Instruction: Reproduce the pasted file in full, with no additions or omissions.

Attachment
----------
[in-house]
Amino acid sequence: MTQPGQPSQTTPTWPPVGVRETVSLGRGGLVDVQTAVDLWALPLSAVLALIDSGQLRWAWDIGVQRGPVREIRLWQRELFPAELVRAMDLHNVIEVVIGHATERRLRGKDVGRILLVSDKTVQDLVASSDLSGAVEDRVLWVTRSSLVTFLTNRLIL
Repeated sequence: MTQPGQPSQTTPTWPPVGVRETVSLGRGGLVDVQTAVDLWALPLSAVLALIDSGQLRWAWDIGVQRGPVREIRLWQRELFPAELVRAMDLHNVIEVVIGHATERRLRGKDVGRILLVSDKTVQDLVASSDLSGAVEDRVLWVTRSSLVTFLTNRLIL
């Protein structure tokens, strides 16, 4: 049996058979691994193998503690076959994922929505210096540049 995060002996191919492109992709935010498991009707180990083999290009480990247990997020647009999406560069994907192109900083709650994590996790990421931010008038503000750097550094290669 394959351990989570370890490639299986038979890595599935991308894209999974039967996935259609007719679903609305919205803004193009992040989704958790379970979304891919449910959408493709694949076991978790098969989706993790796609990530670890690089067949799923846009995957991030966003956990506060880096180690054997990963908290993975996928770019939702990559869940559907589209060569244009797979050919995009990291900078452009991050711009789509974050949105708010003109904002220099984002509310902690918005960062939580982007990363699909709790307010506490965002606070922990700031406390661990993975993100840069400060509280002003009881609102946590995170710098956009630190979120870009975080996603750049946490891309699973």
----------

[in-house]
Amino acid sequence: MTQPGQPSQTTPTWPPVGVRETVSLGRGGLVDVQTAVDLWALPLSAVLALIDSGQLRWAWDIGVQRGPVREIRLWQRELFPAELVRAMDLHNVIEVVIGHATERRLRGKDVGRILLVSDKTVQDLVASSDLSGAVEDRVLWVTRSSLVTFLTNRLIL
Repeated sequence: MTQPGQPSQTTPTWPPVGVRETVSLGRGGLVDVQTAVDLWALPLSAVLALIDSGQLRWAWDIGVQRGPVREIRLWQRELFPAELVRAMDLHNVIEVVIGHATERRLRGKDVGRILLVSDKTVQDLVASSDLSGAVEDRVLWVTRSSLVTFLTNRLIL
């Protein structure tokens, strides 16, 4: 049996058979691994193998503690076959994922929505210096540049 995060002996191919492109992709935010498991009707180990083999290009480990247990997020647009999406560069994907192109900083709650994590996790990421931010008038503000750097550094290669 394959351990989570370890490639299986038979890595599935991308894209999974039967996935259609007719679903609305919205803004193009992040989704958790379970979304891919449910959408493709694949076991978790098969989706993790796609990530670890690089067949799923846009995957991030966003956990506060880096180690054997990963908290993975996928770019939702990559869940559907589209060569244009797979050919995009990291900078452009991050711009789509974050949105708010003109904002220099984002509310902690918005960062939580982007990363699909709790307010506490965002606070922990700031406390661990993975993100840069400060509280002003009881609102946590995170710098956009630190979120870009975080996603750049946490891309699973």